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Pascale Petit, Poetry Editor PL in Brit Lit: NYC

The Hudson used to flow under Ground Zero. Excavations for building the Twin Towers unearthed animal carcasses, cannonballs, oyster shells, a canister of eighteenth-century newspapers, a century-old slipper, a large Portuguese fishing hook, antique tools and old anchors. One iron anchor was so enormous, 19 men had to carry it up to where it was laid to rest in the Trade Center’s sixth-level basement. Up came more bombs, cannon muzzles, and one small gold-rimmed cup with two hand-painted lovebirds. Under the rubble there’s black river silt covering old docks and ships. Below the silt, there’s red quicksand called bull’s liver. Under that is glacial gravel scooped up and left by the glaciers that once covered New York. Under that is hardpan clay scoured dry by the glaciers. And finally under that is the Manhattan bedrock of mica schist the Twin Towers builders had to drill into to root them.

Poems need deep roots, heavy anchors and hard bedrock like the mirrory Manhattan mica schist. Which is why this editor and other panelists at the Brit Lit: New Writing from Britain and Ireland panel discussion in Manhattan last October entered into the mire of 9/11 poetry rather reluctantly. This event was arranged by the Council for Literary Magazines and Presses (CLMP), Baruch Center for the Performing Arts, Rattapallax Press, and Poets House, and promised in press releases to deliver a discussion of the dynamic connections between US and UK poetry. I was prepared for this. I had also tried to plan for the worst case scenario and bought the latest 9/11 anthology, Poetry After 9/11: An Anthology of New York Poets, but found few poems to admire in it — the ‘message’ dominated most.

So here we were — Simon Armitage, Glyn Maxwell, Paul Muldoon, Mimi Khalvati, the moderator Todd Swift, and myself, facing a full auditorium in Baruch College, and the moderator lost no time getting to the nub: how did British poets react to 9/11? Muldoon had plenty to say, and shouted to a delighted audience “Every poem should be revolutionary!” Brilliant tactic I thought — no need to address the problem of writing about issues, the act of making a poem is political in itself. We sat back in our seats and let our expert hold forth. But no, we had to chip in. There was a long pause before we each in our different ways nervously proposed to the restless audience that in Britain what matters is the quality of the writing, not the subject, the craft, not the message. Reactions to terrorist attacks must gestate before they can be made into poems.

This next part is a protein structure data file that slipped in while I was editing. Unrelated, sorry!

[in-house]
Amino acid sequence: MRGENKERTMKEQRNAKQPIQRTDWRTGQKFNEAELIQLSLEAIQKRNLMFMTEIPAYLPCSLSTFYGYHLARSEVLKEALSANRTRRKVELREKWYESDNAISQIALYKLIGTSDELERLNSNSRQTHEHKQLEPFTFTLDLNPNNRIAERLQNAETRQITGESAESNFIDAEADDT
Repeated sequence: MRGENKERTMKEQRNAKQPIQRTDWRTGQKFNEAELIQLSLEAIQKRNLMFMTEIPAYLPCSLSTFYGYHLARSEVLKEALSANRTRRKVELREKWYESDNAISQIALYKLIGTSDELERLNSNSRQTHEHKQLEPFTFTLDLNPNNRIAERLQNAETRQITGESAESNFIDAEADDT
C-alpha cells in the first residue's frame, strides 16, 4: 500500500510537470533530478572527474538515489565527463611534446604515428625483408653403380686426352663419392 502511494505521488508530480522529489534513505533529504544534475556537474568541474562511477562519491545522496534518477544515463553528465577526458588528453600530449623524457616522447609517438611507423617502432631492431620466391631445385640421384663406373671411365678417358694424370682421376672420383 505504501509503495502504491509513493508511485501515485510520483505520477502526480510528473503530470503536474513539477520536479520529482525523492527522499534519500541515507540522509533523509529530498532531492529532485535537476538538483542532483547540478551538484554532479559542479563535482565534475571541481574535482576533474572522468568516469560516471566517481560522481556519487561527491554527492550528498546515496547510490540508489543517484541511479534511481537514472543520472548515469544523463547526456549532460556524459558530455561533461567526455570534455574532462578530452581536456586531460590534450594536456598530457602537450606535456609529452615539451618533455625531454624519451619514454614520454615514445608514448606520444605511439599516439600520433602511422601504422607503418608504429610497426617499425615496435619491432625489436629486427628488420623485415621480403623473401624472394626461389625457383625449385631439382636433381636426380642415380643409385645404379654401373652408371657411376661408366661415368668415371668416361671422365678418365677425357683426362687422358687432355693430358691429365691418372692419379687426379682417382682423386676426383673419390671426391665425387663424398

I added that the response to 9/11 from Poetry London submissions was mainly antiwar. Women poets in particular seemed to be writing apocalyptic, grieving poems, already expressing a nostalgia for the planet, but that these heavy themes were being handled lightly and freshly. And to illustrate my point I read Moniza Alvi’s ‘How The Stone Found Its Voice’ and Penelope Shuttle’s ‘The Fields’. (Well — that’s what I would have liked to have done, and I did bring them along just in case.) There are fine poems that deal with 9/11 directly and with originality, and some crop up in Poetry London these days. Now that time has elapsed and the attack has had time to root in the imagination, see Sinéad Morrissey’s ‘The Wound-Man’ and Veronica Golos’s ‘The Sacrifice of Flowers’ in this issue’s excellent poems edited by Martha Kapos.

Then Glyn Maxwell delivered more bad news — the number of US poets known by most poetry writers and readers in the UK could be counted on the fingers of one or two hands. I backed this up but added a few more names to soften the blow. This revelation drew angry protests from one tutor in the audience. She said she’d attended our Waterstone’s Piccadilly launch in June, and on the strength of that, brought along her workshop students to hear this panel, because she believed there was genuine cross-Atlantic interest, and Poetry London was part of that. Yes! I replied, we were working on it. We are working on it, and so are a couple of other magazines. During my two weeks in Manhattan I asked poets which UK poets they knew, and those names also could be counted on one or two hands. Which makes Poetry London more determined than ever to bridge the Atlantic divide. The next issue will feature more US poets alongside ours, inviting further interchange, comparison, dialogue. And Poetry London will return to NY in the autumn, global crisis permitting.